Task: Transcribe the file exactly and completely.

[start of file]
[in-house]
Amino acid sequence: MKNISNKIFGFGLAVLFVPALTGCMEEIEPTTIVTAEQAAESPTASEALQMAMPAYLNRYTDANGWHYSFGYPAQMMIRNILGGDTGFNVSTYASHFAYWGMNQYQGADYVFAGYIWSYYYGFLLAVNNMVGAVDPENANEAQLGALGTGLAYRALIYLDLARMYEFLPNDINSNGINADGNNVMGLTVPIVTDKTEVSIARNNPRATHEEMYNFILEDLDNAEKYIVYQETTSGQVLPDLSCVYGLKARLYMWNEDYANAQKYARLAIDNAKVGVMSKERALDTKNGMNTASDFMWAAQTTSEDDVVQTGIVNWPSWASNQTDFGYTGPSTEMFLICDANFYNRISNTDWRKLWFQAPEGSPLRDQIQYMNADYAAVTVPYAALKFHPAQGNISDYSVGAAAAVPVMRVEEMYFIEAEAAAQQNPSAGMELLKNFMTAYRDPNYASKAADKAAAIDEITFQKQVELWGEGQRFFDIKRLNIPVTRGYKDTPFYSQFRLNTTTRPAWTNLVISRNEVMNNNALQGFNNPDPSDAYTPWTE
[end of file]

[in-house]
Amino acid sequence: MKNISNKIFGFGLAVLFVPALTGCMEEIEPTTIVTAEQAAESPTASEALQMAMPAYLNRYTDANGWHYSFGYPAQMMIRNILGGDTGFNVSTYASHFAYWGMNQYQGADYVFAGYIWSYYYGFLLAVNNMVGAVDPENANEAQLGALGTGLAYRALIYLDLARMYEFLPNDINSNGINADGNNVMGLTVPIVTDKTEVSIARNNPRATHEEMYNFILEDLDNAEKYIVYQETTSGQVLPDLSCVYGLKARLYMWNEDYANAQKYARLAIDNAKVGVMSKERALDTKNGMNTASDFMWAAQTTSEDDVVQTGIVNWPSWASNQTDFGYTGPSTEMFLICDANFYNRISNTDWRKLWFQAPEGSPLRDQIQYMNADYAAVTVPYAALKFHPAQGNISDYSVGAAAAVPVMRVEEMYFIEAEAAAQQNPSAGMELLKNFMTAYRDPNYASKAADKAAAIDEITFQKQVELWGEGQRFFDIKRLNIPVTRGYKDTPFYSQFRLNTTTRPAWTNLVISRNEVMNNNALQGFNNPDPSDAYTPWTE